Recently I was on a mid-afternoon coffee run with several co-workers. We were heading up King Street in Waterloo when a silver Mercedes drove by. There were four young guys in the car, the window facing us was wide open, and one of them stuck his head out to shout a bunch of unintelligible stuff as they drove by.
The whole experience reminded me of back in the day in high shool when my brother and his friends would drive by my friends and I and holler stuff. It was such a weird experience that I actually called my brother to inquire if he’d hollered at me on King Street a few minutes before. Nope.
Then, given my thorough confusion, one of my co-workers informed me as to exactly what happened. The guy had been yelling at him, sarcastically commenting on his scarf, and either began or ended the charming interlude with “fag”. Ahh.
But there’s more. Apparently this is not even remotely uncommon for him — happens all the time. Huh? Here? Often the comments are considerably worse. As used to it as you can get, I guess, he takes the attitude of it being the world’s way of making sure he maintains a thick skin.
I was just… boggling. That happens? Here? Often? We live in the same city, but apparently we’ve been living in very different ones, perception-wise. I’ve lived in Waterloo for well over a decade (and my family is from here), so it’s not like I just fell off the turnip truck. But I freely admit that what happened is something I would expect back home in Grey County, not in Uptown Waterloo.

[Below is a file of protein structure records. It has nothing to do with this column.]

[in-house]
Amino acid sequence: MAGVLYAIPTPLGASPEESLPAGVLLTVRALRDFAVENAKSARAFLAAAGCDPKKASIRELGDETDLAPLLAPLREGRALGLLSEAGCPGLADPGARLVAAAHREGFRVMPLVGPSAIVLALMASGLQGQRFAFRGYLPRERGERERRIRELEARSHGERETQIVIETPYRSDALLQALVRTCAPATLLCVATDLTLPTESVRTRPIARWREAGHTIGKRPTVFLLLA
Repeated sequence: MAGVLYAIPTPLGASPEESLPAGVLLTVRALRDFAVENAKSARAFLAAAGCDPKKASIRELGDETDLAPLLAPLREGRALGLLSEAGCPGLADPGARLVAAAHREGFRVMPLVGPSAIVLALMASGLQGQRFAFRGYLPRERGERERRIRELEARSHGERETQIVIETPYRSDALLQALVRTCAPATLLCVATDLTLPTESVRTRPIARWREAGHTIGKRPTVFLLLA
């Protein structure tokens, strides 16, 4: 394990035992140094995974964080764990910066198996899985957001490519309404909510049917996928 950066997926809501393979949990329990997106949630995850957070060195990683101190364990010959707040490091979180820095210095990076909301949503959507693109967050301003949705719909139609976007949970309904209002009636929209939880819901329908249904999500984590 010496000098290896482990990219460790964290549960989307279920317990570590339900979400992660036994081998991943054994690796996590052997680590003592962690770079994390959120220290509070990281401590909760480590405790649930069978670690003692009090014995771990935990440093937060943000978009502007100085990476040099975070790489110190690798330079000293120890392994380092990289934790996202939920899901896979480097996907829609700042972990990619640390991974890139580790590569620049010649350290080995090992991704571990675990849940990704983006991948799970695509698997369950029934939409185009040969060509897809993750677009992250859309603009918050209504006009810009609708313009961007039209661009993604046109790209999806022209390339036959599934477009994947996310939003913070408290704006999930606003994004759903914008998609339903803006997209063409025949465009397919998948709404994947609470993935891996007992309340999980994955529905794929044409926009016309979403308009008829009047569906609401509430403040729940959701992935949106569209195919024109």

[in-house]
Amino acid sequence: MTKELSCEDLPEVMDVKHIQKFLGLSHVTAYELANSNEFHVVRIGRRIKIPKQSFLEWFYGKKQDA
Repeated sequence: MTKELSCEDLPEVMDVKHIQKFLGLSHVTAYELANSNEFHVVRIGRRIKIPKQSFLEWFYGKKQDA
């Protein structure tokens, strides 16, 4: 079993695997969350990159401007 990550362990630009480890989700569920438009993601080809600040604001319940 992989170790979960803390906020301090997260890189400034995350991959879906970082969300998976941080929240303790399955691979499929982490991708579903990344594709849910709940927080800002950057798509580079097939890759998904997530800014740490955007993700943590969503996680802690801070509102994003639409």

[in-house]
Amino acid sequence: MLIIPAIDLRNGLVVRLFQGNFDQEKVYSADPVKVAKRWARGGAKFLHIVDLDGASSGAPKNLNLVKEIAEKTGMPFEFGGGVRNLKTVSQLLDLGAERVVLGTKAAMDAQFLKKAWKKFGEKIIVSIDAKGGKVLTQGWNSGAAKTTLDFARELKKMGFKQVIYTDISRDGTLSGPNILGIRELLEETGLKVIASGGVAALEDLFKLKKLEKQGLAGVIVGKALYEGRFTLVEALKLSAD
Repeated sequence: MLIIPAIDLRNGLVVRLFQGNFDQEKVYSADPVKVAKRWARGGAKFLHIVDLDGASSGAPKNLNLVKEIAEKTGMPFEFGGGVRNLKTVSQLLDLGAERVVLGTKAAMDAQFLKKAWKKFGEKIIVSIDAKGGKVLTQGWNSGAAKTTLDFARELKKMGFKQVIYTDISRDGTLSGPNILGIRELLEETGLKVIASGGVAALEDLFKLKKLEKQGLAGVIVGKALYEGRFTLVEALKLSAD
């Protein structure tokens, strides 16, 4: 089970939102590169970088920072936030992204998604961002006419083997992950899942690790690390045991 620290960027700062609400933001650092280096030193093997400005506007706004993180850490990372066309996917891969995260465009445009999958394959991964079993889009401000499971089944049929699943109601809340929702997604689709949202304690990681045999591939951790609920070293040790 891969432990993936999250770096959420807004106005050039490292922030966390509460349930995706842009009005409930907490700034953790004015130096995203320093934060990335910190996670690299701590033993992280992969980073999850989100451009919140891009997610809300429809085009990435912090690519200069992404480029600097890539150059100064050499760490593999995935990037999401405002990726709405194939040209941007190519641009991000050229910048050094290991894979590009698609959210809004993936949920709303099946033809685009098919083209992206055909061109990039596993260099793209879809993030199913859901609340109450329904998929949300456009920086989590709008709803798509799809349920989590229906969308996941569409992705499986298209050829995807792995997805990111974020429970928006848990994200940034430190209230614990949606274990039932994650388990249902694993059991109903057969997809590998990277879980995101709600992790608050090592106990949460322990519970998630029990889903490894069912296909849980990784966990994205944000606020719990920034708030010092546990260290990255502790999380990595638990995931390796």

Apparently I have a lot to learn. I even told my co-worker I wanted them to yell at me. I’m pretty good with shit like that (and, less face it, I can whip my bully pants on pretty fast), though admittedly, there’s not much you can do with a cutting remark when people are speeding away down the street.
Some of the people I told about the incident raised their eyebrows as much as I did. Some weren’t surprised in the least. Nothing like being disabused of the notion that where you live and the people around you are not necessarily in fact “better than that”.
Sure, it’s a crappy minority, but it’s still there. It was young people — those leaders of tomorrow and whatnot. And yes, it was a bunch of asshats in someone’s dad’s Mercedes, so you could roll your eyes and write them off as rich asshole frat boys. But a friend of mine had hate spewed at him on the street in broad daylight. That is not cool with me. And it’s plenty of evidence that while “it” might get better after you get out of high school, etc., “it” ain’t fixed yet.